COMCASA-Driving the US-India Strategic Partnership Ahead

The much awaited 2+2 Dialogue between the US and India that took place on September 6th was successful in generating positivity about the US-India Strategic Partnership. While many trade issues still remain unresolved, the signing of COMCASA served as a landmark event that affirmed two things: first, the United States’ commitment towards building ‘collective’ and ‘equal’ strategic synergy in the Indo-Pacific, and second, a shift in India’s reluctant approach towards raising levels of strategic cooperation with the US.

The COMCASA is not a recent development. Originally known as CISMOA (Communication Interoperability and Security Memorandum Agreement), the revised protocols were proposed after the renewal of the ‘Framework for India-US Defense Relations’ in 2015 that required the two countries to sign three foundational accords, one of which was the Logistics Exchange Memorandum of Agreement (LEMOA). While LEMOA was signed in the year 2016, the signing of CISMOA was delayed due to some objections from the Indian side. One of the issues was that
“CISMOA” was the general name of the agreement used by the US with its other strategic partners. India wanted the agreement to reflect a more India-specific character and therefore negotiated that it be renamed ‘COMCASA.’
The third agreement, BECA, is yet to be finalized and signed.

COMCASA, or the Communications, Compatibility, Security Agreement, essentially serves as a framework that facilitates the sharing of sensitive information and the administration of US built encrypted communications equipment. Until now, several US built Indian military platforms such as the Lockheed Martin C-130 Super Hercules, Boeing P-81 and C-17 Globemaster III were bereft of important encrypted communications equipment and data links such as Link-16 and  Link-22. These would have enhanced situational awareness and allowed the Indian Navy and Air force to communicate a common air and naval picture with other friendly forces. Another important technology that was absent from US- built military platforms in India was the precision Global Positioning System with enhanced encryption. Although to compensate for these missing systems, the Indian military installed Indian-built communication and navigation systems on US platforms, the signing of COMCASA will mean that all future US built military equipment purchased by India, such as Apache and Chinook helicopters, will contain US encrypted communication and navigation systems. Not only will this give the Indian Military a technological edge, but it will also strengthen interoperability and strategic communication between the US and India in their efforts to contain China in the Indo-Pacific.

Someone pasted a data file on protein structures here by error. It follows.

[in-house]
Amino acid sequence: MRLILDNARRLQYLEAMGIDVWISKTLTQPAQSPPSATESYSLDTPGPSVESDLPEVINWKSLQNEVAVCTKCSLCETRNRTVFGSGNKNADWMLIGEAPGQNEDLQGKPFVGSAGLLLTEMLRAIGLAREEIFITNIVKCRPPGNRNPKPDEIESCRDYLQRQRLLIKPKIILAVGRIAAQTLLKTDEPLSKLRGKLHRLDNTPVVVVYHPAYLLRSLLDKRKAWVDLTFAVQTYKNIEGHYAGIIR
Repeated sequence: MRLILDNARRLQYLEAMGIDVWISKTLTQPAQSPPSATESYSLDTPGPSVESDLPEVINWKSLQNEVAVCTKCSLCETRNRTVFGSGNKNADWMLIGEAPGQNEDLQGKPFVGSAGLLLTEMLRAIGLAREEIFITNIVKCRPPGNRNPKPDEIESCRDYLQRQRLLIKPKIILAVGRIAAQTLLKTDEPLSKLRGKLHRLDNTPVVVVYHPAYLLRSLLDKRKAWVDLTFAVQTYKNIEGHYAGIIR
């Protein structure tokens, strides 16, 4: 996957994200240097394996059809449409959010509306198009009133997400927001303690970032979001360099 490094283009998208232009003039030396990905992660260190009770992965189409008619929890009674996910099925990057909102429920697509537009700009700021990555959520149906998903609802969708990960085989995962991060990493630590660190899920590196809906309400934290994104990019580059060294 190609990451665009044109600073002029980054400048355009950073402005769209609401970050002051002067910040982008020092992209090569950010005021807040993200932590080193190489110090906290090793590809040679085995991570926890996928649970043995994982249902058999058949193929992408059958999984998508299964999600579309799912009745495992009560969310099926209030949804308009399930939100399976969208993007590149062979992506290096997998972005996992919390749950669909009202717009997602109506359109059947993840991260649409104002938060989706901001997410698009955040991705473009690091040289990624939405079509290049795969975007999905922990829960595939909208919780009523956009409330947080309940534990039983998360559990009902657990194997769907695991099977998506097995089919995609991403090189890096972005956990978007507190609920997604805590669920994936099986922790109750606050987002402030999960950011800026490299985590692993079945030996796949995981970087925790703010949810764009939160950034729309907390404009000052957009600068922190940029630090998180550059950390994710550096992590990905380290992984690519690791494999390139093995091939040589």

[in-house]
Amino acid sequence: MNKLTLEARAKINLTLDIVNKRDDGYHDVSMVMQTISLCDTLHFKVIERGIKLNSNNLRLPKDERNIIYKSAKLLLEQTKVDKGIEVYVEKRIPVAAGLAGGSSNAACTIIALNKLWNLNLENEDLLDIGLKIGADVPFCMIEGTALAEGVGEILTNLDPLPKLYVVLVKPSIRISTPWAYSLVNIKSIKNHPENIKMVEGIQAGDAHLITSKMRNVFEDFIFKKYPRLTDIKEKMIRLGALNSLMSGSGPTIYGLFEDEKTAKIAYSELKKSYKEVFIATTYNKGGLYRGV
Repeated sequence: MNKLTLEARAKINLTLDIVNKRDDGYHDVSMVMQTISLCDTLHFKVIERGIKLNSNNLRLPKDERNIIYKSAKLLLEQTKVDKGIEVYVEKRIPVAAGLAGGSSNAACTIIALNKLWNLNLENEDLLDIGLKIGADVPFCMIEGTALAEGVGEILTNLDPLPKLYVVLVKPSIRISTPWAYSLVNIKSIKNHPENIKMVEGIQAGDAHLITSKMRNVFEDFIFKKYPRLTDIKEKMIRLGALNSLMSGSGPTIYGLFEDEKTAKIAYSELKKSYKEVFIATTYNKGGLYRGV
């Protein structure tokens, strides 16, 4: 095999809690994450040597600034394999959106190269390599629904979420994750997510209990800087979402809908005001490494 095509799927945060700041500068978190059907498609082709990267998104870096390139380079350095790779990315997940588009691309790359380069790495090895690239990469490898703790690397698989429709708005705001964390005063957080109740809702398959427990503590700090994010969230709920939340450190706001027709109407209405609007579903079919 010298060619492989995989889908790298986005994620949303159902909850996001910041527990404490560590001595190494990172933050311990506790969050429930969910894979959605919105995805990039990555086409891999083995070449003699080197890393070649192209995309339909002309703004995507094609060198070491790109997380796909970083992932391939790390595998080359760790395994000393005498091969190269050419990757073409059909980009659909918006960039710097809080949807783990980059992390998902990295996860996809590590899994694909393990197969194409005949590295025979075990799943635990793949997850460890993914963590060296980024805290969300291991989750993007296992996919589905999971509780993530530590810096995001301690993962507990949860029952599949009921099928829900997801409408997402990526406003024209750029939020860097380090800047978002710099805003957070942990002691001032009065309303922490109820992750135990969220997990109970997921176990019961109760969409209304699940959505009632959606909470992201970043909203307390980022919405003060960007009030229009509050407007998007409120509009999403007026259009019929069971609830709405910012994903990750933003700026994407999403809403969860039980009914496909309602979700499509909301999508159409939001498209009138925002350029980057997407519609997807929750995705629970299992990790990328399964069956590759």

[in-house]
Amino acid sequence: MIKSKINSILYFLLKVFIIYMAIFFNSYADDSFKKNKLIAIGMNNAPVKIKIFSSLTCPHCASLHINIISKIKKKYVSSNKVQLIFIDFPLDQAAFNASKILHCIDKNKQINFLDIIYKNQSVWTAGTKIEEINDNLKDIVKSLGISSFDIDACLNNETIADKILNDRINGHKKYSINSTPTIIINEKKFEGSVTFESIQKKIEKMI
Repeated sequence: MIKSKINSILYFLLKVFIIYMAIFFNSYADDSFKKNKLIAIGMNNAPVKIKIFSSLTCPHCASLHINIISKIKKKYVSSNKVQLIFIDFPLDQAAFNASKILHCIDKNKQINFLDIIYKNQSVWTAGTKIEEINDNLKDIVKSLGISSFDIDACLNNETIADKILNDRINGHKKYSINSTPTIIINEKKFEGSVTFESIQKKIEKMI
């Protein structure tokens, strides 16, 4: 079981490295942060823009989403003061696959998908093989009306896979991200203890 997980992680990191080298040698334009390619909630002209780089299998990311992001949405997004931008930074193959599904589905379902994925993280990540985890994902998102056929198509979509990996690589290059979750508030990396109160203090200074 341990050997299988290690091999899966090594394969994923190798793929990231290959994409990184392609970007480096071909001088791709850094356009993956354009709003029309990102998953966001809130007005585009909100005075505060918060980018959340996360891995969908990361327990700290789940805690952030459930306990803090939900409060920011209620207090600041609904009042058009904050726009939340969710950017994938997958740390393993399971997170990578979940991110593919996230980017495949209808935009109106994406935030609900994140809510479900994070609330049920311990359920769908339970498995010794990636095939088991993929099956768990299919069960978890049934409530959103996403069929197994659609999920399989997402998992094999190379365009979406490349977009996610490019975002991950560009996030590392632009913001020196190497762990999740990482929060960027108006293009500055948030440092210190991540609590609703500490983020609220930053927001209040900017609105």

COMCASA also includes guidelines on the use of the Combined Enterprise Regional Information Exchange System (CENTRIXS). This system allows secure voice and data communication between the US, its allies and India in the Indo-Pacific. Previously, Indian warships could plug into the CENTRIXS’s Cooperative Maritime Forces Pacific to communicate with the US, Australian, Japanese, Singaporean and South Korean navies only during multilateral exercises like Malabar. Now, Indian military assets can plug into the CENTRIXS grid permanently, which will make it easier for the Indian military to work in synergy with other regional militaries.

While the signing of COMCASA signals sustained momentum in the India-US strategic partnership, many Indian analysts remain skeptical and worry about the accompanying risks. There is also some anxiety over the loss of military independence and compromising electronic intelligence. While some of the demands made by India related to a clause that would prevent the US from sharing Indian information obtained through COMCASA with any other country without Indian clearance, the US expressed concerns about issues such as the S-400 deal and Indo-Iranian economic cooperation. Political friction and disagreements like these could have direct and indirect impacts on the level, frequency and quality of cooperation and interoperability between the two countries. However, these are risks that can be mitigated and overall, COMCASA seems to have put the US-India strategic partnership on a positive trajectory.